Want to Fully Protect Your Brand? Don’t Forget the Coffee Mugs!


Trademark owners often receive advice from counsel about registering their marks for core goods and services. And many times, that is all that budgets initially allow for.

But as a brand matures and use of its mark expands, trademark owners might not realize that they can also register their marks for less “core business” uses but nonetheless important new marketing uses — namely promotional items.

It is not unusual for trademark owners to give away merchandise bearing their trademarks. Coffee mugs, pens, key chains, calendars, and notepads are common items, and even some “higher end” items might be used for promotional purposes such as jackets, desk clocks, or jewelry. Some mark owners even have a “swag store” that allows customers to purchase items directly to display their loyalty to the brand. As long as such goods are not needed or useful for the trademark owner to provide other services and have value to the user, these items pass the U.S. Patent and Trademark Office’s test of being “goods in trade” and are eligible to be covered by a trademark registration — even if they are only given away for free (i.e., without a commercial sale).

But why register trademarks for these items? Though perhaps trademark owners do not make much (if any) direct profit from the distribution or sale of such goods, taking steps to ensure that the owner is the only one distributing them under the particular mark helps to enhance consumer loyalty and avoid the problem of confusion or harm to reputation caused by others distributing shoddy goods under the same or a closely similar mark.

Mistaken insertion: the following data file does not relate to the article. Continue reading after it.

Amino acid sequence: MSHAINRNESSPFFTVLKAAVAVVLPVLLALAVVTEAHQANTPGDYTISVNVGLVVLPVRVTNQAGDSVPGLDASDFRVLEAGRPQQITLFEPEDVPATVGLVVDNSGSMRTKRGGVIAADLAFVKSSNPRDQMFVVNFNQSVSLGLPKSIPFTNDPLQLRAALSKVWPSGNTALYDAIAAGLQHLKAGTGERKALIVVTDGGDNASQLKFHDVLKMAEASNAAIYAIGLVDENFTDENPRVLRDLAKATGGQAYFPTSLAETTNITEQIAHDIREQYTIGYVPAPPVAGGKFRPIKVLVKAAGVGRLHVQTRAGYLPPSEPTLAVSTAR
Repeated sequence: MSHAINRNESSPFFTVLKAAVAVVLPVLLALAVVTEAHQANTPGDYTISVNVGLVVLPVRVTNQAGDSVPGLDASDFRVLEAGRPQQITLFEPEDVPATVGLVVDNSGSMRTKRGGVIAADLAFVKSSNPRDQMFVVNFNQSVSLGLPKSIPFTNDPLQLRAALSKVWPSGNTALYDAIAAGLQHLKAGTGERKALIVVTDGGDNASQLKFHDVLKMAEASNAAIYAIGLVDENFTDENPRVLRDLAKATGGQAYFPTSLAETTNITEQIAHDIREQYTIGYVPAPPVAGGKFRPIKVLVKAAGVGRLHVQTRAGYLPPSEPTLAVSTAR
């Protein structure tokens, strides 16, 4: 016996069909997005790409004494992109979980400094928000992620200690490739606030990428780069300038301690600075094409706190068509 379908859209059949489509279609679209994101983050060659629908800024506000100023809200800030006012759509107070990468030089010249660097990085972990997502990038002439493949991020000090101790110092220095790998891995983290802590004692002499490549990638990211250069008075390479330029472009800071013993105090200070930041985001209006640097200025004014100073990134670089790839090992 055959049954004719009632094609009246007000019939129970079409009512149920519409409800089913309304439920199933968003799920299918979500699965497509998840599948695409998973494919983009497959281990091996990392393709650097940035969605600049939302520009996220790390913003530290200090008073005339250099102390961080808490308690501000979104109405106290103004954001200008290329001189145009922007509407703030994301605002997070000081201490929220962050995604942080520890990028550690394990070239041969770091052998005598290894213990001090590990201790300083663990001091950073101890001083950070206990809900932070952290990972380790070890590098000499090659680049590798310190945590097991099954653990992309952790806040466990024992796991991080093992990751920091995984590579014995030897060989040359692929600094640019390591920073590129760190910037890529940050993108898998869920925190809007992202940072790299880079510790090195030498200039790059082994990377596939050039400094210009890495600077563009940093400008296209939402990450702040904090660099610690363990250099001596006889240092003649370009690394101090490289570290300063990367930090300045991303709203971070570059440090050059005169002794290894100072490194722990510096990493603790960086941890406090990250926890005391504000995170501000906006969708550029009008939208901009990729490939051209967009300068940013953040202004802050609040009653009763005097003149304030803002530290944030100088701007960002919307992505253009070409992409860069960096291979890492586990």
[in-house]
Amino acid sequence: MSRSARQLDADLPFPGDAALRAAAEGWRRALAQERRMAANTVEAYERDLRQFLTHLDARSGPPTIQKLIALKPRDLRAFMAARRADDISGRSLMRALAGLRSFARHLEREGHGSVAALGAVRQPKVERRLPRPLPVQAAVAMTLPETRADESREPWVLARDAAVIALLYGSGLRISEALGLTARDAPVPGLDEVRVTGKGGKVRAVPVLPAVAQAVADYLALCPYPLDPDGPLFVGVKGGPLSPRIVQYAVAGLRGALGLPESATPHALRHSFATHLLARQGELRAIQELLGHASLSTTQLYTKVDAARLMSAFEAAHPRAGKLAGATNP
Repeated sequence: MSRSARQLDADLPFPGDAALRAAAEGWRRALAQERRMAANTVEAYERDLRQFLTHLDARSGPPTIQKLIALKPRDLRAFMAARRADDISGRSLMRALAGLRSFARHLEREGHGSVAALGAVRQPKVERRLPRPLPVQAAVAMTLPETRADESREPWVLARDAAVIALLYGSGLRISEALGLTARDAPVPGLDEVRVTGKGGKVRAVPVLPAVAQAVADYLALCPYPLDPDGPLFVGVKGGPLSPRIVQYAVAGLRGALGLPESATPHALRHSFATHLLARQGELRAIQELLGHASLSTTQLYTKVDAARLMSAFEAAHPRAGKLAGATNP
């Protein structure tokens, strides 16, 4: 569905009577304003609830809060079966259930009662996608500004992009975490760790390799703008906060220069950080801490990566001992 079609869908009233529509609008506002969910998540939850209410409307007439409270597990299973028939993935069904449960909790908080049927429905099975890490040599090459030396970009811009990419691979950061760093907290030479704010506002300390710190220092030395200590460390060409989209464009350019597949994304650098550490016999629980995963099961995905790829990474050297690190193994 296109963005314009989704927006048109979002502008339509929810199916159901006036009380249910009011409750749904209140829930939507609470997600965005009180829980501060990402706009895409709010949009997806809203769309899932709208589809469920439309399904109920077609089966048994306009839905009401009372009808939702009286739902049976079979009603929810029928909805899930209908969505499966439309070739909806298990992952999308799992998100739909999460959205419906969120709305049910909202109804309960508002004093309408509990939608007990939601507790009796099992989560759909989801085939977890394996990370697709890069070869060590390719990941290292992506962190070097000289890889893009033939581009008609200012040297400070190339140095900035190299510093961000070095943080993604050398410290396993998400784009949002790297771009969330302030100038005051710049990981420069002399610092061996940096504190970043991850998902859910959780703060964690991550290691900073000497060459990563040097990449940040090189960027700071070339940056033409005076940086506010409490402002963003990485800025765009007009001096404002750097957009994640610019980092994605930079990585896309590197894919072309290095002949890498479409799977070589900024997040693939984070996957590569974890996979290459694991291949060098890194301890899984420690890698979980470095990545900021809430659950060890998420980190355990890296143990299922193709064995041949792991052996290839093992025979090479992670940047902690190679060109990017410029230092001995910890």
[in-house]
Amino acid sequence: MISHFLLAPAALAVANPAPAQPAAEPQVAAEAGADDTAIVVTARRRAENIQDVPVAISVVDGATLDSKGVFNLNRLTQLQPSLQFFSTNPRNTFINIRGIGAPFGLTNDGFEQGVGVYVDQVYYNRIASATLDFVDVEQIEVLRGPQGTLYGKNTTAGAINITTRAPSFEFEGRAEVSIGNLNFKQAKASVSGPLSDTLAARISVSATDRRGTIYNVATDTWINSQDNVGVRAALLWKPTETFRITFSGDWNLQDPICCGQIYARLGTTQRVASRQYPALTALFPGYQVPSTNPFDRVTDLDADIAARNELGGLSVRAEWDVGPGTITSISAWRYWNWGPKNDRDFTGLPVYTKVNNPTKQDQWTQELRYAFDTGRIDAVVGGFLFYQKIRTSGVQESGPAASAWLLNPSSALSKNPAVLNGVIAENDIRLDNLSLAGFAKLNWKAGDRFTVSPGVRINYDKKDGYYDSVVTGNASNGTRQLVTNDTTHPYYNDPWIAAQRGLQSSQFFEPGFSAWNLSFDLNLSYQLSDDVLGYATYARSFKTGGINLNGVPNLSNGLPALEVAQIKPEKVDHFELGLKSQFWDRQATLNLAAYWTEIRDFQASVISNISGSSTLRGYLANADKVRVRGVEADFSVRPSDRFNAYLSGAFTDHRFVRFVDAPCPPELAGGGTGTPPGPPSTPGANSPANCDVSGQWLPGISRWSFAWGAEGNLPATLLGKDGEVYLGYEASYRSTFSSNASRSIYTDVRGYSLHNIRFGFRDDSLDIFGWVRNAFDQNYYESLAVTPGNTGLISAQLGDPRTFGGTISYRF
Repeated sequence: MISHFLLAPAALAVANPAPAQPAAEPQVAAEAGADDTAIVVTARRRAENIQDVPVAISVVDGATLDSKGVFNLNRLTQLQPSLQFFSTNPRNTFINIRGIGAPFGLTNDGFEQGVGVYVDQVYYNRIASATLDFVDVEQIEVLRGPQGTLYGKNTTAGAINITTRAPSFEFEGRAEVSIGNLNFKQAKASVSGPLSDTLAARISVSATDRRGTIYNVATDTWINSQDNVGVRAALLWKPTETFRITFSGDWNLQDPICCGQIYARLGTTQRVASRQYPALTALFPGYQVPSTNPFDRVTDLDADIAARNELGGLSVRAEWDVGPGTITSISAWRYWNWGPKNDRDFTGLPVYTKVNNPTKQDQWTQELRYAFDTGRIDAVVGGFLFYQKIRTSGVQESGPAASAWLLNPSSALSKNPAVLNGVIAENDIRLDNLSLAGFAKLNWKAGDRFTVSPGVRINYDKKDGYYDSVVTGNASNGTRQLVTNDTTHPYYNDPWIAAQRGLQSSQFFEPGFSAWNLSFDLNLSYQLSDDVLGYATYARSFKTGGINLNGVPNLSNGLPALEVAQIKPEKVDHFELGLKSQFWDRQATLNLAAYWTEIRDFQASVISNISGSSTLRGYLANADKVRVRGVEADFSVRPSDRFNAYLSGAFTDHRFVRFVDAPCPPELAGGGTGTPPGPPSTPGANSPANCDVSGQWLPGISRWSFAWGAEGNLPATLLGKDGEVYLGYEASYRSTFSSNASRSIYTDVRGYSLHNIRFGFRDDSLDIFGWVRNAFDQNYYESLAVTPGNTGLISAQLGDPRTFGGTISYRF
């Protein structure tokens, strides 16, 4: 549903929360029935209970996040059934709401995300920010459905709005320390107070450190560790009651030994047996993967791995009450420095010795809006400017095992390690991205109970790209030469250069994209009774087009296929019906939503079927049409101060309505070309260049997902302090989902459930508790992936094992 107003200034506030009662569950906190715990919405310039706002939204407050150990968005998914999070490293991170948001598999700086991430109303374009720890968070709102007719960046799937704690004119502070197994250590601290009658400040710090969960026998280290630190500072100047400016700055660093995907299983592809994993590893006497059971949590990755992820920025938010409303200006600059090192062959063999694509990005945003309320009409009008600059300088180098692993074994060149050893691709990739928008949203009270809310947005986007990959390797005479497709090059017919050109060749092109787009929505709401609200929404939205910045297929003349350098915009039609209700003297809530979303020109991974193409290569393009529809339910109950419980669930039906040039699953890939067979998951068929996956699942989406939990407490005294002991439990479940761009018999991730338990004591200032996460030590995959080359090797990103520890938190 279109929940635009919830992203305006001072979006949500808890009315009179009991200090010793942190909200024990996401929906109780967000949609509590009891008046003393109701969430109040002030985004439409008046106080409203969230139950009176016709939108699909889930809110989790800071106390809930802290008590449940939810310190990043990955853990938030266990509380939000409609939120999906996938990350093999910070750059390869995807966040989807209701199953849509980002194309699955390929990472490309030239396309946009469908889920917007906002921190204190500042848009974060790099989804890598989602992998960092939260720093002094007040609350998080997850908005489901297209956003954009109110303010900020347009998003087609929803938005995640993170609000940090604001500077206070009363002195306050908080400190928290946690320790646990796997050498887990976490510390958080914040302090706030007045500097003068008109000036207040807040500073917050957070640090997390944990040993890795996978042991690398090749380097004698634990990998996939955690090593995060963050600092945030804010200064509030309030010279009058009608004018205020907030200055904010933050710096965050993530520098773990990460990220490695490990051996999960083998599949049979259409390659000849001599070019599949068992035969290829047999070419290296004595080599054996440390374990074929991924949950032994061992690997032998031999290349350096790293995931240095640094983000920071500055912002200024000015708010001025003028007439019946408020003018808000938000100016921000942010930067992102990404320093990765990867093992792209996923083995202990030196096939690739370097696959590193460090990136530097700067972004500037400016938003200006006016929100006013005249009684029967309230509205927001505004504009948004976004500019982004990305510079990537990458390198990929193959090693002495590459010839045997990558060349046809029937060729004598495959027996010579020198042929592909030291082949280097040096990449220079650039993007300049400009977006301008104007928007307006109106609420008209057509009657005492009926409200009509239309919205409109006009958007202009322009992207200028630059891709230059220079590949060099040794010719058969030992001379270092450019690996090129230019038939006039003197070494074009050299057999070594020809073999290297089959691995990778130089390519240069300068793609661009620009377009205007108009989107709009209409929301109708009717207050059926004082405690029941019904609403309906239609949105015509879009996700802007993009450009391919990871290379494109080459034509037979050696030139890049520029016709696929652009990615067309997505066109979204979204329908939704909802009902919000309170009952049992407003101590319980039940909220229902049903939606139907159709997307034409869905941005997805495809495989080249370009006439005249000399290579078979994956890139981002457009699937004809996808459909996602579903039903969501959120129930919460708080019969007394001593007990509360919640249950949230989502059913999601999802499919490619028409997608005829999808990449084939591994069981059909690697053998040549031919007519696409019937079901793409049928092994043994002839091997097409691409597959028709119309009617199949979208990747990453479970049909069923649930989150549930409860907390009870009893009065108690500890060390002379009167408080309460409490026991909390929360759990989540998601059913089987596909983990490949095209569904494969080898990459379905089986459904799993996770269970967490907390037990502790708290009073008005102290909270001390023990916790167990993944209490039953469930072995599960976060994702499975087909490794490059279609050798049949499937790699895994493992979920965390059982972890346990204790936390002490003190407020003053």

The mark owner itself does not have to manufacture the promotional goods to be able to obtain a trademark registration for them. Manufacturing goods pursuant to a license agreement, making clear that the mark owner as the licensor owns the mark and that use of the mark on the goods inures to its benefit, is sufficient.

The benefits of registering a mark for promotional items should not be overlooked, as such registrations can often be a strong but silent deterrent keeping others from adopting the same or a closely similar mark for numerous new uses. Trademark owners who wish to maximize protection for their brands should consider obtaining registrations for such promotional goods to expand the penumbra of protection of the marks and enhance the exclusivity of the brand.